Opinion: Lawmakers Need to Correct Confusion Created by Legislation on Pharmacy Services
By Crystal Lennartz
The writer is the vice president and general manager of Health Mart Atlas, a pharmacy services administrative organization.
Few things are more confusing to the American public than health care. Navigating insurance, high costs, ever-changing rules and regulations — the list of concerns for the average patient are legitimate and daunting.
So, it is no surprise to see Maryland lawmakers committed to increasing transparency within our health care system, especially in the face of a global health crisis. However, the same complexities that can confuse and frustrate our patients can sometimes lead to misguided legislative proposals.
In 2020, the state legislature was well-intentioned when it passed HB 978. Lawmakers rightly sought to create more visibility into the prices patients pay for medications and help Maryland’s community pharmacies survive in today’s health plan-controlled environment. But as currently drafted, the law confuses two supply chain entities — pharmacy services administrative organization (PSAO) and pharmacy benefit manager (PBMs) — and holds PSAOs accountable for the role PBMs play, threatening unintended consequences.
With minor amendments to clarify the role each plays, we now seek to change the law created by HB978, and better achieve more transparency within drug pricing and empower our community pharmacies just as the law intends.
A PSAO is an administrative liaison hired by community pharmacies to increase efficiencies and performance and to help these small businesses navigate complexity within the pharmacy benefit marketplace. Our role is strictly to assist pharmacies with daily back-of-office responsibilities, including engaging with PBMs, executing PBM contracts on the pharmacy’s behalf, understanding pharmacy performance against PBM specific requirements and other important operational needs.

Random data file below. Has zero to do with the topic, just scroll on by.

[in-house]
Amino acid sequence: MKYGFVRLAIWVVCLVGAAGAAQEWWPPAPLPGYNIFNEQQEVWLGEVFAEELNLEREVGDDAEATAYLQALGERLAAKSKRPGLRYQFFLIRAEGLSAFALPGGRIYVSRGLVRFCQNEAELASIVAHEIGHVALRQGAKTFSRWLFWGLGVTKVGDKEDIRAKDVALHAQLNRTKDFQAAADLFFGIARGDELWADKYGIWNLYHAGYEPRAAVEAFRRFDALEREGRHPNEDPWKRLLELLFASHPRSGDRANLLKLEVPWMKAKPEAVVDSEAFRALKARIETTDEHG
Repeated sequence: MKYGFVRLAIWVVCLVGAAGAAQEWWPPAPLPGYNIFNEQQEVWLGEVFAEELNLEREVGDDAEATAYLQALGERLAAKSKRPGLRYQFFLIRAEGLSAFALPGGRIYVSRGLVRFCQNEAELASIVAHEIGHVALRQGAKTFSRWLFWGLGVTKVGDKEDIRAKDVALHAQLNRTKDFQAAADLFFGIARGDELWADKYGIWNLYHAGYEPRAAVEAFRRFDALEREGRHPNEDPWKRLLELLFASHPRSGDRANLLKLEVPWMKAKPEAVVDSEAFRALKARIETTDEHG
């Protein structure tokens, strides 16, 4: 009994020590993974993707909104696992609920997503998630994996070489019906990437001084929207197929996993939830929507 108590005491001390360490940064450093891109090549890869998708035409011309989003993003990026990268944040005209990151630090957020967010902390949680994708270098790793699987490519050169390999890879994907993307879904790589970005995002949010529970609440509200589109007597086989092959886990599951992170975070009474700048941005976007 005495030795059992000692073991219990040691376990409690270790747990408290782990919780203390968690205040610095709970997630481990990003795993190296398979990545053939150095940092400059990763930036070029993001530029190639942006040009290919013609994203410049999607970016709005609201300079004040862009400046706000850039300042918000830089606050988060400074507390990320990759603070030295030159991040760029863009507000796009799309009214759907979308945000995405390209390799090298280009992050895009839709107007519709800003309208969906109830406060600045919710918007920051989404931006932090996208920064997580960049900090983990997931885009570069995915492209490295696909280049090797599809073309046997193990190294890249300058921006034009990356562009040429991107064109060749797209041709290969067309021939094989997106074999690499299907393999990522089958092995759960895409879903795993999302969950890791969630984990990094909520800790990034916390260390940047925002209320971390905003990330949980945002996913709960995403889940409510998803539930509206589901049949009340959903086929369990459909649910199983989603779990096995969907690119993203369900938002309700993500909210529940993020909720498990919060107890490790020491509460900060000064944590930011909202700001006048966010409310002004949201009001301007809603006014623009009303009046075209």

For example, throughout the COVID-19 pandemic, PSAOs have been a reliable resource for pharmacies. With many challenges and new responsibilities posed by the virus and a continuous influx of patients, PSAOs have been there every step of the way, helping pharmacies to adapt, like working with PBMs to ensure pharmacies are getting reimbursed for the COVID-19 vaccines and tests they administer.
While patients do not deal with PSAOs directly, they do benefit from PSAO services. With the help and expertise of a PSAO, pharmacies may have greater access to payer networks to serve patients in their community. Most importantly though, PSAOs give pharmacists more capacity to service patients and improve clinical outcomes.
If it were not for PSAOs, pharmacists could be forced to sit behind a desk for much of the day, filing paperwork, organizing multiple contracts and communicating with various parts of the health care supply chain.
Despite the confusion, PSAOs are not PBMs. PSAOs do not have any sort of influence over the price patients pay for medication at the pharmacy counter, and they certainly do not dictate a patient’s network access.
PBMs, on the other hand, determine which medications are covered by a health plan or formulary, how much a pharmacy will be reimbursed for dispensing medications and where a patient’s insurance will be accepted. As a result, PBMs have significant influence within the prescription drug market, and it has largely gone unnoticed until very recently.
As lawmakers continue working to improve our health care system, I hope they will remain open to learning more about all of the intricacies, including the differences between PBMs and PSAOs. It has been encouraging to see legislators willing to address confusions created by HB978, and I hope others will follow their leadership.